Pinal County isn’t the easiest place to be a vegan.
Phoenix, Tucson and even Flagstaff have restaurants that specialize in vegetarian or vegan food. If one exists here, it’s done a good job of keeping itself a secret.
“There’s nothing,” said Denise McCallum, a vegan who lives in Arizona City. “I could go somewhere and get some hummus, which is not a real satisfying meal for anybody. We eat at home 99 percent of the time unless we’re in Phoenix or Tucson.”
Luckily, McCallum has always been comfortable in the kitchen, and she cooks a whole list of vegan dishes.
People typically become vegans for two general reasons: personal health and a belief that consumption of animals is unethical because it causes suffering to the animals and indirectly to other humans.
McCallum started when her husband, David, developed Type 2 diabetes. She read the writings of Dr. Neal Barnard, who pointed out that modern medicine treats symptoms, rather than the disease, and change can be effected by what we eat.
She, David, and her mother and mother’s husband started a vegan diet about six years ago. The new menu didn’t cure David’s diabetes, but it lessened its effects. His A1c hemoglobin readings went from almost 9 percent to slightly more than 6 percent. There were other benefits, too.
All four of them lost 20 pounds in the first six weeks, and McCallum had more energy.
“We were eating like pigs and weight just dropped off because we weren’t eating the animal products,” she said.
Then, a couple of things happened. First, Denise and David gave themselves “permission to cheat” and “couldn’t get back on track.” They also realized that a vegan diet isn’t always a healthy diet.
“You can be a vegan junk food junkie,” McCallum said. “We’re not consuming animal products, but we can eat sweets.”
Some prepared vegan foods have fats that are not good for people, and dense calories with little nutrition, she said. Fake cheeses and fake meats in processed vegan foods may not be healthy, either.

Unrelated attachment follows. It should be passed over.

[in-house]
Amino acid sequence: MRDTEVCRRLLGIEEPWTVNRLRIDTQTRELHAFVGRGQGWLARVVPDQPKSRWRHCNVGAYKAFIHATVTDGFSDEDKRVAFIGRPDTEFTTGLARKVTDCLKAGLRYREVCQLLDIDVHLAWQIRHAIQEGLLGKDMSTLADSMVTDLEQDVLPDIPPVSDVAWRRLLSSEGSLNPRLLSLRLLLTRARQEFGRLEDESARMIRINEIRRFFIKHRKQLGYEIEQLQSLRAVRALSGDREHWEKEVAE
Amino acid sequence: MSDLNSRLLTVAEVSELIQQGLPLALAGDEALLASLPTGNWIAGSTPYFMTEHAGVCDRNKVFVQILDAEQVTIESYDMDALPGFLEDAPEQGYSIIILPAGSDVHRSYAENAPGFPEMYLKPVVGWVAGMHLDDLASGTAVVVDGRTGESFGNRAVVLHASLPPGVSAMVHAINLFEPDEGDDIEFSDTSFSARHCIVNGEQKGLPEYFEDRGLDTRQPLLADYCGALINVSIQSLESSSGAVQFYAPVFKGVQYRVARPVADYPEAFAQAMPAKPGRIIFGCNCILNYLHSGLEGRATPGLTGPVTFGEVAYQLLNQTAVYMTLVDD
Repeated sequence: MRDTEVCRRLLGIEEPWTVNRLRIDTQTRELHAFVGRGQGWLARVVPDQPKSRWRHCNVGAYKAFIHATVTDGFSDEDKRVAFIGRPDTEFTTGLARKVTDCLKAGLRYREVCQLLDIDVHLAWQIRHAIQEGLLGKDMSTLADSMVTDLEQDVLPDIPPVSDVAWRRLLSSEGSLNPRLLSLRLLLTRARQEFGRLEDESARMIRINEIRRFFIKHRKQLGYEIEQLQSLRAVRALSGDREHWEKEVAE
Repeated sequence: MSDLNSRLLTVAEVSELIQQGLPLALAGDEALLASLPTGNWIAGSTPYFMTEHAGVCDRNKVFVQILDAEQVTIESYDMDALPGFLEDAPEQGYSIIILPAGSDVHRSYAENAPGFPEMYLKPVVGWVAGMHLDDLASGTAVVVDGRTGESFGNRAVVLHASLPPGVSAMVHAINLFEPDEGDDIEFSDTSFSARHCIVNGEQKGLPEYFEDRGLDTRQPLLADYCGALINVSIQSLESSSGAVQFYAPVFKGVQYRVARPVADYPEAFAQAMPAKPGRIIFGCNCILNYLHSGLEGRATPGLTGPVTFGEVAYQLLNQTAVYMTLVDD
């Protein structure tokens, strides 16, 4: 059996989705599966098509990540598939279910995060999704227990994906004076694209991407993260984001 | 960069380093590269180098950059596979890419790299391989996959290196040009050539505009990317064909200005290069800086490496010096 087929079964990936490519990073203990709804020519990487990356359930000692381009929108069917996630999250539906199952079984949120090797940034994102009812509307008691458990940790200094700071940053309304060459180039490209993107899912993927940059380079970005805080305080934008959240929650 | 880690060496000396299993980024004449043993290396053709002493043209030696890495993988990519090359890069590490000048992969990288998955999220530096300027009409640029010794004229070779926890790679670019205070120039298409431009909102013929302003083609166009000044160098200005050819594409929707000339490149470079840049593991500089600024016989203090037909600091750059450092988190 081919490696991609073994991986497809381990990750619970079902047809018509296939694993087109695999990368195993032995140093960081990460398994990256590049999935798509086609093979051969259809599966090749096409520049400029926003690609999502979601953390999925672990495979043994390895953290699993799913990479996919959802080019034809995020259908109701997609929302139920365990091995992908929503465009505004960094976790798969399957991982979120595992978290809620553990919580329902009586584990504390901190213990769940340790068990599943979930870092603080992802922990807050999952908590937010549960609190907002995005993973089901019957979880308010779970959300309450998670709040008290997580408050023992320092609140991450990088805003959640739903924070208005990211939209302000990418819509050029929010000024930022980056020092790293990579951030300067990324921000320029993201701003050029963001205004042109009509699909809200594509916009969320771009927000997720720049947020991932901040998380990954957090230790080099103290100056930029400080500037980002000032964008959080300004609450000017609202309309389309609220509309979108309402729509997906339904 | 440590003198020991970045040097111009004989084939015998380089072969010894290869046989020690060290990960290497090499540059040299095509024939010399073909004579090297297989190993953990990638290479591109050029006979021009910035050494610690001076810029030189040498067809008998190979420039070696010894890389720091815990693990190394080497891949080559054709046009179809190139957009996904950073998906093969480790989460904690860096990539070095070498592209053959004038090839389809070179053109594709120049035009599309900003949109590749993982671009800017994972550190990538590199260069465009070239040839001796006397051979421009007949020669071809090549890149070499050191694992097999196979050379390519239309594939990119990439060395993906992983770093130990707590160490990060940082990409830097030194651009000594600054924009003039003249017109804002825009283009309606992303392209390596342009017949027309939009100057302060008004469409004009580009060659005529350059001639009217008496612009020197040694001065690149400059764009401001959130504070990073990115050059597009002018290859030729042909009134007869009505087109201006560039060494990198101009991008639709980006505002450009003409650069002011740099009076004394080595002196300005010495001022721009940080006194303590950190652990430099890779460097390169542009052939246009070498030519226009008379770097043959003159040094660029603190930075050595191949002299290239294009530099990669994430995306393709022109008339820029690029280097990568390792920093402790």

McCallum rejects the argument that it’s impossible to get all the nutrients you need with an all-vegan diet.
Where does she get her protein? “From the same source as you (plants),” she said. “I just cut out the middleman (animals).”
Health, though, is not the only reason McCallum has adhered to a pure vegan diet for the last three years.
“My compassion became stirred,” she said. “I’ve always loved animals. If I loved animals, why do I allow them to be slaughtered so I can have a BLT or a steak? That reaffirmed my choice. It grew from a choice of health to a choice of being more compassionate.”
According to material posted on the American Vegan Society’s website, consumption of animal products is not ideal for the environment and is unethical.
Animal agriculture, it says, needs more resources such as water than plant agriculture, and it produces sewage that is “usually returned to the environment untreated.” Further, it says that animals experience pain and fear. Other sources online cite the abuses that animals are subjected to in some profit-driven environments such as factory farms.
“I see that more with young people making an ethical and compassionate choice without regard to their own health,” McCallum said. | PW